The Last Friday Night Lights

…sure, there’s still one more game left—and it’s a biggie; it’s the Island Cup, when the Vineyard plays Nantucket—but tonight was the last home game of the season. Senior recognition, announcing of Homecoming king and queen nominees, all that good stuff.

I am not a fan of shooting night games; my gear isn’t equipped for the light conditions. I tried using a tripod for stability. I tried using my flash, of all things. I drew the line at pushing the ISO past 2500, though. Oh well. Some day I’ll have that 70-200 f/2.8!

In more exciting news, the Vineyard stomped all over Medford in this game, winning 21-0. They haven’t blanked their opponents all season, so that’s a good way to get ready to take on 8-1 Nantucket.

Some Fall Sports

I’m about ten posts behind on blogging, and am hoping to catch up this weekend (now that I have Internet in my apartment!), but in the meantime, here are a couple of photos from the past couple days of high school sports:

Each of them thought the other had won after they crossed the finish line.

This one isn’t anything special, but I liked it anyway. I love when players run right towards the camera:


Hell Week 2.0

I shot Hell Week—preseason for the fall athletes—last year (in happy news, I like the photos from this year much better), and remember it being both one of the best and worst assignments I’ve ever had. It’s among the worst for obvious reasons: the teams are on the field by 6 in the morning (I’m not a morning person), and I went every single day because not all of the teams practice on any given morning. But it’s also one of the best because the light at that time of day is simply amazing.

(Not that this one ran in the paper, but I like it anyway)

The boys practice in the late afternoon, which also makes for nice light:

Win/Lose Diptych

Or, studies in body language:

Jonathan Grigull collapses on the tennis court of Niantic Park in Oak Bluffs after his team won in triple overtime during the quarterfinals of the Vineyard Streetball Classic, held July 3, 2011.

Nainoa Cooperrider falls to the ground after being tagged out at first for the final out of the Little League Championship Game on June 25, 2011 at Veira Park in Oak Bluffs.

Bruins, the Bruins what?

The Boston Bruins won the Stanley Cup last night! I’m very much a hockey bandwagon fan—I made it my New Year’s resolution a year ago to learn more about the sport—but even a newbie like me could appreciate this playoff series.

I got sent out to Oak Bluffs last night to do a scene story on people watching the game. I’m still trying to figure out how to balance writing a story with taking photos for the same story, although scene pieces are so much fun to write that I don’t mind the extra stress.

I took a bunch of reaction shots, one of which will probably be the one that ends up in the paper, but I like this photo, which was taken just before the game ended and Boston officially Won The Cup.

Boston Bruins fans Matt and Robyn Weston of Mashpee, Mass., watch the last seconds of Game Seven of the Stanley Cup Finals while at Seasons Eatery and Pub in Oak Bluffs, Mass., on June 15, 2011. The Westons were visiting Martha’s Vineyard on their honeymoon, and came out to watch the game with over 150 other patron at Seasons.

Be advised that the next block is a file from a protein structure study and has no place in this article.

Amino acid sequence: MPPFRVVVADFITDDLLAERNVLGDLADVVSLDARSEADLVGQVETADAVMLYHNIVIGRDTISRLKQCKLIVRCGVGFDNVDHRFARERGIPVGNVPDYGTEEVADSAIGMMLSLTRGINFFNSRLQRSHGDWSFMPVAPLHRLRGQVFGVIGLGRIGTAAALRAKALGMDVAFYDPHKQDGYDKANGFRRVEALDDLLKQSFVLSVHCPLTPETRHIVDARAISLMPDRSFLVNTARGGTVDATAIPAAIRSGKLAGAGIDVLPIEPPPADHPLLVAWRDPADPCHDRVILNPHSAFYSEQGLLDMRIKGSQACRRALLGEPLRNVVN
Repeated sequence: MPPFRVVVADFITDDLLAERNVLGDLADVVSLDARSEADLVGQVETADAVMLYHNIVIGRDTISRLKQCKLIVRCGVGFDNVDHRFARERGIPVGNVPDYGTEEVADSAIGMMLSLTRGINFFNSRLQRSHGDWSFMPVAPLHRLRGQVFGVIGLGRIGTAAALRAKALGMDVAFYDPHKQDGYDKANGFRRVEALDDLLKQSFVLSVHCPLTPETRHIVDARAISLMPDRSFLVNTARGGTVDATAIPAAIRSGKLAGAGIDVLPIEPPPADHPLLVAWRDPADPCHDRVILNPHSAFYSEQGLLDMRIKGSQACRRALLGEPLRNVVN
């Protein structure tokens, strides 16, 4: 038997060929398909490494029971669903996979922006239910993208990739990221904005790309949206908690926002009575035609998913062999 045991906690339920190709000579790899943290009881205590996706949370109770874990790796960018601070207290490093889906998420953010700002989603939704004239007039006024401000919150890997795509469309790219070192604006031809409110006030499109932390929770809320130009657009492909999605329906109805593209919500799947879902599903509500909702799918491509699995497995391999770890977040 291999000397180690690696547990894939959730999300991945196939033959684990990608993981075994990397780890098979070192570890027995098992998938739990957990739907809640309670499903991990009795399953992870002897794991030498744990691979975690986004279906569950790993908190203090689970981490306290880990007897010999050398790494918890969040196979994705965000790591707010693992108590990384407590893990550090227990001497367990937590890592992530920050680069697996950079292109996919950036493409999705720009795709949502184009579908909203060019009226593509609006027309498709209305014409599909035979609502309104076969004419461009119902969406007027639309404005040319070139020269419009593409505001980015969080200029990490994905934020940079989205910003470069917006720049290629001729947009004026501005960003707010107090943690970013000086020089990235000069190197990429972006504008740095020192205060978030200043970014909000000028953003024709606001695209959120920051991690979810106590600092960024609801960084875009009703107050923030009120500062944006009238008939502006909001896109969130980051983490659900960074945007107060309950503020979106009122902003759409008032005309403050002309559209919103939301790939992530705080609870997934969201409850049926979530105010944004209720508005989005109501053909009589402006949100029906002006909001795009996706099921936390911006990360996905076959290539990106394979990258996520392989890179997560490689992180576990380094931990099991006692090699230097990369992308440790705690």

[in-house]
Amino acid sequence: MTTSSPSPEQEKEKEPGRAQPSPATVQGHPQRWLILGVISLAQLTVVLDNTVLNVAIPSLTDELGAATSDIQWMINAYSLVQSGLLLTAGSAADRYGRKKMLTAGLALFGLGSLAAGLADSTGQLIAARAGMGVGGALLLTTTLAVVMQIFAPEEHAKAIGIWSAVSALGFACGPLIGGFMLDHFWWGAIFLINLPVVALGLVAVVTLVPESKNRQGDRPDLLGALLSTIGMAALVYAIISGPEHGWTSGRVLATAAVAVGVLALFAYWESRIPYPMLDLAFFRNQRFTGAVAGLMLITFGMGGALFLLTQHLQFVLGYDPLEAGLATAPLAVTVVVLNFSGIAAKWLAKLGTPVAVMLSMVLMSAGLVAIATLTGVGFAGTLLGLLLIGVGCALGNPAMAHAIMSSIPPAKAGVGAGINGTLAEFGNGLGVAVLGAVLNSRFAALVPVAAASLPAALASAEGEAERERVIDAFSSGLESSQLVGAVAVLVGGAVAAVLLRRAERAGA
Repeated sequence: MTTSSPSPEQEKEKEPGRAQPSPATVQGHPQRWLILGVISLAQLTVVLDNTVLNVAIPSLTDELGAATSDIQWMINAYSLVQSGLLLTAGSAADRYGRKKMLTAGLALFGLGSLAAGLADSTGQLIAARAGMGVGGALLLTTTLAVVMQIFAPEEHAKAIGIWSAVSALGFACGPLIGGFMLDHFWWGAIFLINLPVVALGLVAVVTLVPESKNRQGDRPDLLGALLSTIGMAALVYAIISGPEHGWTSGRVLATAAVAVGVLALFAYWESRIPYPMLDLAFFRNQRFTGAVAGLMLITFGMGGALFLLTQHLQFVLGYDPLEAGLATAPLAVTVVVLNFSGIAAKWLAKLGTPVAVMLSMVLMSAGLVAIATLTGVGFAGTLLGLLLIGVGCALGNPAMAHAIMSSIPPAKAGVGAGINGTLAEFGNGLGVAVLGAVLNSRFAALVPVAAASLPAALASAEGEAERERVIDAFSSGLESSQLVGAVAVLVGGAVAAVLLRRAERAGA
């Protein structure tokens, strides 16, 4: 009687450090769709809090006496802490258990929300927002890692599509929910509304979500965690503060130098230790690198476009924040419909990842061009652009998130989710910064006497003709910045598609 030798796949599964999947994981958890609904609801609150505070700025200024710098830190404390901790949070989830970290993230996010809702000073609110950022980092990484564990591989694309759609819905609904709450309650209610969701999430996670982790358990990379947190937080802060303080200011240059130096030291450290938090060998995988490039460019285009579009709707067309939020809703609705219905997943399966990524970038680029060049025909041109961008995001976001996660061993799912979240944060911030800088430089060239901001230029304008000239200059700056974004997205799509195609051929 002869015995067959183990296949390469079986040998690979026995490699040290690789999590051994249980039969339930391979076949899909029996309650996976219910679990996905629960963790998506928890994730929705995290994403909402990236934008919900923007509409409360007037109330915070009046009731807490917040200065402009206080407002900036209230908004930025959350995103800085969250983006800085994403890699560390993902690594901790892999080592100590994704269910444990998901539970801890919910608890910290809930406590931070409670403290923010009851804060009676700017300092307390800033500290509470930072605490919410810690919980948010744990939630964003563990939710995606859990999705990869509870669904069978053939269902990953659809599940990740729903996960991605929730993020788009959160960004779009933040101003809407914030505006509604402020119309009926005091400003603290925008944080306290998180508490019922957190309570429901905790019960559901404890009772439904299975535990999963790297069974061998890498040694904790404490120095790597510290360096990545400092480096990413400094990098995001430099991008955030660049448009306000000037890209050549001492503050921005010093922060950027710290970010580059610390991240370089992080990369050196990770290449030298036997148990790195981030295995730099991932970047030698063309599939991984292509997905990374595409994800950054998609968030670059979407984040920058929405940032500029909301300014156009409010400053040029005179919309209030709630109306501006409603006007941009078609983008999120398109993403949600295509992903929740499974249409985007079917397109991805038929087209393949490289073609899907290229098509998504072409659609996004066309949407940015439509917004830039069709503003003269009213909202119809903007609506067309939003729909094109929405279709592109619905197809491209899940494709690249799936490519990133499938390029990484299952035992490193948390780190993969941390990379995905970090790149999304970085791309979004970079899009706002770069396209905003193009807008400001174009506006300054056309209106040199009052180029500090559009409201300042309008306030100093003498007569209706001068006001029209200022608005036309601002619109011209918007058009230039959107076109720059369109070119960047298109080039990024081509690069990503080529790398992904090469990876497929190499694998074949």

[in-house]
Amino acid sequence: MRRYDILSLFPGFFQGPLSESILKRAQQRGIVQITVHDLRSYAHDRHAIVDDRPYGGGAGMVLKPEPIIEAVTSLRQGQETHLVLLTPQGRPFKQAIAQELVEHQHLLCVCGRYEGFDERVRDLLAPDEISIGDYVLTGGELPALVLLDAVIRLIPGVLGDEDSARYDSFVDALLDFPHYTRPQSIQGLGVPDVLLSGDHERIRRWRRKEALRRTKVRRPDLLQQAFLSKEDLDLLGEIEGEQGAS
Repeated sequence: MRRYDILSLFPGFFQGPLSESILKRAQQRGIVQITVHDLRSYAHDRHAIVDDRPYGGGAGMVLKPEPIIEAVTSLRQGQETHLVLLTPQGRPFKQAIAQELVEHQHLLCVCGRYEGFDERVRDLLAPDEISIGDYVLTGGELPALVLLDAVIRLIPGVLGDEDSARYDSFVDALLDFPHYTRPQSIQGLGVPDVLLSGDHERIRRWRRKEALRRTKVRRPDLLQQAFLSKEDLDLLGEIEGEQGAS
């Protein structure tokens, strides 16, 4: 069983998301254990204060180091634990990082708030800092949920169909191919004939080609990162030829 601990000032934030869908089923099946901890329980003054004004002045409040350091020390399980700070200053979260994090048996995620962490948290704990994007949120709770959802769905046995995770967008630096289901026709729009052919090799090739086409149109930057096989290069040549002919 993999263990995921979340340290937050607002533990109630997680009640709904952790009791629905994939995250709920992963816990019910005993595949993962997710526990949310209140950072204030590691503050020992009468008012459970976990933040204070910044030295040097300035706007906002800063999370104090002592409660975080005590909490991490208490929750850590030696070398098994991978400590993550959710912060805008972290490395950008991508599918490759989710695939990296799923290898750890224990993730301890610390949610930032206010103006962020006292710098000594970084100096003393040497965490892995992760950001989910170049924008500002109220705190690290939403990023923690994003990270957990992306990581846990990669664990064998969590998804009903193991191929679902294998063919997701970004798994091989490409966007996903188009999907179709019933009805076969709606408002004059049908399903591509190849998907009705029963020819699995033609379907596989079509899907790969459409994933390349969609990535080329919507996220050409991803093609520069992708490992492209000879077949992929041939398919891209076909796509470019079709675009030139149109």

On Wednesday night, as the puck dropped for the third period of Game Seven in the Stanley Cup Finals, the streets of Oak Bluffs were, for the most part, quiet.

The real roar was inside Seasons on Circuit avenue, where the game was showing on no fewer than nine televisions and the nearing-capacity crowd had started cheering before the period had even begun, when the NBC broadcast flashed up second-period stats.

As the period drew on, the crowd pressed closer to the TVs, making it difficult to figure out exactly where the roar of the televised Vancouver fans left off and that of the in-person Vineyard fans began. The sound wasn’t consistent in nature—it rose in volume when Boston got a power play, and it made intelligible words (“MVP! MVP!”) when Bruins goalie Tim Thomas made yet another brilliant save—but it was always there.

By the time there were forty-four seconds left in the game, the roar was at delirium levels. There was no suspense left for the fans, or, for that matter, the teams; they knew exactly what was going to happen next. Boston had locked up the win three minutes ago with their fourth unanswered goal.

Time ran out, and the sound wave became a tsunami. A bottle of Corona was sprayed a lá champagne. In the back of the restaurant, a homemade Stanley Cup, crafted by Oak Bluffs resident Jack Holmes out of sauna tubes, tinfoil and “my salad bowl” was tossed around.

“Hockey’s just the most exciting sport, to me, “ said viewer Scott Carroll after the game, standing outside Seasons as the remnants of the volume explosion seeped out onto Circuit Avenue. Mr. Carroll had watched the first two periods from the comfort of his home, but came down to Seasons for the third because he “wanted to be in the crowd.”

“It’s just the atmosphere,” he continued.

Mr. Carroll wasn’t alone in wanting to soak up the feel of the evening. The Lombardo family—mom Carla and children Stefania, Giancarlo and Nadia—were visiting the Island for a weekend Chappy wedding, but came out to Seasons to watch history be made (the family made a quick run back home between periods to change into pajamas).

“We’re lifelong Bruins fans,” said Mrs. Lombardo. “To be here with my cubs [she paused midsentence to point out to this reporter her use of the word] is so important to us—you have no idea.”

Giancarlo, described his reaction to the win as “shocked.”

Mr. Carroll was less surprised.

“They worked so hard,” he said, “and the playoffs….”

He trailed off between sentences, searching for the right words, and the sound took over once again.